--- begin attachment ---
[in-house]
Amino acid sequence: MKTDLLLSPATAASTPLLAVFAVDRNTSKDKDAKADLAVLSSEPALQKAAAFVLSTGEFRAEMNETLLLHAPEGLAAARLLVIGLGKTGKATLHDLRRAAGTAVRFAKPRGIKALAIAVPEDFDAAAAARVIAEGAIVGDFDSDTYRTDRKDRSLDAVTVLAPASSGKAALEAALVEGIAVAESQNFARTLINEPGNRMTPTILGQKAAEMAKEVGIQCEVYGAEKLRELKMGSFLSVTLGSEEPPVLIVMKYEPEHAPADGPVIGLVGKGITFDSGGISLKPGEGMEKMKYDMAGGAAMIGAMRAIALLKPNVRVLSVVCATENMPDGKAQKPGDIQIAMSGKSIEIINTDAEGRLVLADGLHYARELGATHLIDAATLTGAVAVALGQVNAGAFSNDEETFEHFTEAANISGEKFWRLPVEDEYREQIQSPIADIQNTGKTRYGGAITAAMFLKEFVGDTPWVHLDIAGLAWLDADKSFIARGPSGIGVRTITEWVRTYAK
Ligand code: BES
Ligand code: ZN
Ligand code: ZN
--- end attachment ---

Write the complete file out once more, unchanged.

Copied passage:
[in-house]
Amino acid sequence: MKTDLLLSPATAASTPLLAVFAVDRNTSKDKDAKADLAVLSSEPALQKAAAFVLSTGEFRAEMNETLLLHAPEGLAAARLLVIGLGKTGKATLHDLRRAAGTAVRFAKPRGIKALAIAVPEDFDAAAAARVIAEGAIVGDFDSDTYRTDRKDRSLDAVTVLAPASSGKAALEAALVEGIAVAESQNFARTLINEPGNRMTPTILGQKAAEMAKEVGIQCEVYGAEKLRELKMGSFLSVTLGSEEPPVLIVMKYEPEHAPADGPVIGLVGKGITFDSGGISLKPGEGMEKMKYDMAGGAAMIGAMRAIALLKPNVRVLSVVCATENMPDGKAQKPGDIQIAMSGKSIEIINTDAEGRLVLADGLHYARELGATHLIDAATLTGAVAVALGQVNAGAFSNDEETFEHFTEAANISGEKFWRLPVEDEYREQIQSPIADIQNTGKTRYGGAITAAMFLKEFVGDTPWVHLDIAGLAWLDADKSFIARGPSGIGVRTITEWVRTYAK
Ligand code: BES
Ligand code: ZN
Ligand code: ZN